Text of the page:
UA-74833448-1 Calgary Rejects 2016 Olympic’s –

Calgary Rejects 2016 Olympic’s

Photo Credit (Jeff McIntosh/Canadian Press)

It’s not a cheap venture to host for any City, given all the stipulations that are in place such as the one at the 2010 Vancouver Olympic with the removal of the name of Olympic Pizza as it contained the word Olympic.

Isn’t this stretching this a “tad” too far for the Olympics given the amount of money and what we hear about the corruption of the games, regarding money payments given or taken?

Let’s not forget that the City of Calgary last hosted the 1988 Olympics that saw 57 Nations compete that saw the Canadian team consist of 112 members (82 men, 30 women) with the team winning 5 medals consisting of 0 Gold, 2 Silver and 3 Bronze, but the brights spot was that Brian Orser was Canada’s Flag Bearer who won his second Silver in the Men’s Single event.

Next we hear about the City of Calgary having a  referendum for a vote as to the actual hosting of the 2026 Games, which was turned down by a 54.6% of the votes, meaning that the No vote also means more than $1.4 billion in federal funds is also off the table.

Great news to the taxpayers, but not so great news for the Olympic Athletes who work and train long hours to even reach this level, never mind the politics of who makes the team or not.

In total there were more than 300,000 ballots cast to see if Calgarians were in favor of hosting the 2026 Olympic Winter Games and due to the refusal to given the “City Fathers” a resounding yes vote, they were turned down in hopes of chasing their Olympic dream.

The International Olympic Committee (IOC) released a statement stating “its focus is now finding “the best possible host” for the 2026 Games and bid books from Italy and Sweden.”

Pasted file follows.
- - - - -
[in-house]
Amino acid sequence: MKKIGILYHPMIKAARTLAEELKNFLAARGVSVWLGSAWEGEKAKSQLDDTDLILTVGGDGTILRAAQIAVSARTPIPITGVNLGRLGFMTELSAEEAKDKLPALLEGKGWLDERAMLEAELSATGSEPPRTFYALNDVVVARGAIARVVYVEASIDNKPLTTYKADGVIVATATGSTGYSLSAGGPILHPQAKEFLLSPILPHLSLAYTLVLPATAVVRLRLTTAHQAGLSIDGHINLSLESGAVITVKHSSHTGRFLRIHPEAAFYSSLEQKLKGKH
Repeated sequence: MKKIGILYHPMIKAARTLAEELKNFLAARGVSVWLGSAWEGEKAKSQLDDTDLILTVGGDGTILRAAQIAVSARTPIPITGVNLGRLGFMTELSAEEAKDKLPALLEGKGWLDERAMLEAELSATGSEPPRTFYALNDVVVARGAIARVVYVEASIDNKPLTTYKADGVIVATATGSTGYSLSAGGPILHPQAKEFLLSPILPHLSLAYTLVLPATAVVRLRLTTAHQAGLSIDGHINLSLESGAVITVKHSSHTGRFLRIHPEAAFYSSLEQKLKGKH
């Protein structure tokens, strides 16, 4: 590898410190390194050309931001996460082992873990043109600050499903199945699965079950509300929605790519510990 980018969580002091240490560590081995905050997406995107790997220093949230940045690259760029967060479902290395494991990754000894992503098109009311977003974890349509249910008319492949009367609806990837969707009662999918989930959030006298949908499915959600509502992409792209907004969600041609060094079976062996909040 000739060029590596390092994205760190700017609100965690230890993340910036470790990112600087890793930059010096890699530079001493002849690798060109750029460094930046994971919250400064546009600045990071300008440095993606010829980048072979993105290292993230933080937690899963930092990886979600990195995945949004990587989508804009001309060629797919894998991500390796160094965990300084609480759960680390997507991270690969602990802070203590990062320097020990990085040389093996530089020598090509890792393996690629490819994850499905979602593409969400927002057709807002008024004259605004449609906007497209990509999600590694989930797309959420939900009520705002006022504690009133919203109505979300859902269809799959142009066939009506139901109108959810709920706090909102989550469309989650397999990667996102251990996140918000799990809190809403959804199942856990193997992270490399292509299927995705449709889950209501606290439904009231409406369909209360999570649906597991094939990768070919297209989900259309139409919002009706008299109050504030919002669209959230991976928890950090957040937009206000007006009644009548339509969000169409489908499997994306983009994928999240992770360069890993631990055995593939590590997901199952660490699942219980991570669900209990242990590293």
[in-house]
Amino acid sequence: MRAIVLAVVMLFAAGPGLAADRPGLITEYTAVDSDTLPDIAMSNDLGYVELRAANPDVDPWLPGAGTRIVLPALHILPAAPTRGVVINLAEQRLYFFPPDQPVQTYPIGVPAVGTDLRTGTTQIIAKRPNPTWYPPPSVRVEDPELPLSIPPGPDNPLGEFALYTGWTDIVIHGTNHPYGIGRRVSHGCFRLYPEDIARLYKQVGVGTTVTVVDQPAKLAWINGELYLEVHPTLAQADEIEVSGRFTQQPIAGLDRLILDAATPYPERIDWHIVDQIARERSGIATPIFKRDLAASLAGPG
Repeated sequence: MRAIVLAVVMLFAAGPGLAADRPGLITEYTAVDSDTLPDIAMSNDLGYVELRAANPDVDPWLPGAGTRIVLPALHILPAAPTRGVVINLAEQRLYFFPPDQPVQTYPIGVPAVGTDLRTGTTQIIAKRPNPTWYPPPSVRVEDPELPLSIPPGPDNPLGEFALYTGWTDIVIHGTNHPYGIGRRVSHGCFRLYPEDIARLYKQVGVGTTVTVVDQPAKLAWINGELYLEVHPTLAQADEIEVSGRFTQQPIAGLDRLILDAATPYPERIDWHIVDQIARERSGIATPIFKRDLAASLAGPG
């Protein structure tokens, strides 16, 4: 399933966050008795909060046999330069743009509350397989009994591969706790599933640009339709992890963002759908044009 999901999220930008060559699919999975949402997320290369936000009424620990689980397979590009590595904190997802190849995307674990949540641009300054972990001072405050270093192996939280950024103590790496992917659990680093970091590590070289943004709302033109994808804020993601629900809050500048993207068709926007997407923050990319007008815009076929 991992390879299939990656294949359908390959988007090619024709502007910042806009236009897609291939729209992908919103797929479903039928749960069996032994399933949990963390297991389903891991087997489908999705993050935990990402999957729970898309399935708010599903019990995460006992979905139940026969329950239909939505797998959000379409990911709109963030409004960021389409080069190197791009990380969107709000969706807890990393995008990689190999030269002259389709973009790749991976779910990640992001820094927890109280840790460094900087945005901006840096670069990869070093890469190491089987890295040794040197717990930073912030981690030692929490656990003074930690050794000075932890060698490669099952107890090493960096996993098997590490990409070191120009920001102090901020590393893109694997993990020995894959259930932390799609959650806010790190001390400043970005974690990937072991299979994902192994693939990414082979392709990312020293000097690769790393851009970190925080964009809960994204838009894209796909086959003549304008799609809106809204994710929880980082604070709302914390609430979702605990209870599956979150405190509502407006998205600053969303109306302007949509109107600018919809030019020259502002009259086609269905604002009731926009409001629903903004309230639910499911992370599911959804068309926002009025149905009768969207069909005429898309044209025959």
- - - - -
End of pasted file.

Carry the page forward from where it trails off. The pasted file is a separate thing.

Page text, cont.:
They continued in the statement by mentioning “The IOC takes note of the decision regarding the candidature of Calgary for the Olympic Winter Games 2026,” an IOC spokesman said. “It comes as no surprise following the political discussions and uncertainties right up until the last few days.”

The IOC mentioned “it sympathizes with Calgary Olympic bid boosters especially the Calgary 2026 committee, the Canadian athletes, who have so enthusiastically been a driving force behind this project” and members of Calgary’s business community who hoped the bid could be an economic springboard for the city.”

In addition the committee also consoled “the Paralympic Movement and the members of the First Nations who fought so hard for the Olympic project and it is disappointing that the arguments about the sporting, social and long-term benefits of hosting the Olympic Games did not sway the vote.”

The result of the vote are non-binding, so not the City Council needs to formally vote to scrap the bid and the Provincial and Federal Governments were clear their financial support of the Games was contingent upon the endorsement of Calgarians in a public vote.

Alberta Culture and Tourism Minister Ricardo Miranda said Edmonton will honour the plebiscite results and withdraw the $700 million the province offered to contribute.

Ricardo Miranda mentioned “We know this is a much different world than it was 30 years ago and the benefits of the Games had to be weighed against the potential costs and the voices of Calgarians had to be heard.”

Shannon Phillips, Provincial Minister of Environment and Parks told the media “hosting the Games would have come with “a tremendous amount of benefits and a tremendous cost,” adding it’s up to the other levels of government “to make decisions accordingly” now that the provincial money is off the table.”

“At the end of the day, there’ll be some very disappointed athletes (in Calgary) and I think that’s too bad,” Phillips said. “Certainly some folks in the economic development realm — hotels and the tourism industry — will be disappointed but, at the end of the day, Calgarians did not feel that this was something they could afford at this time and we have to respect that.”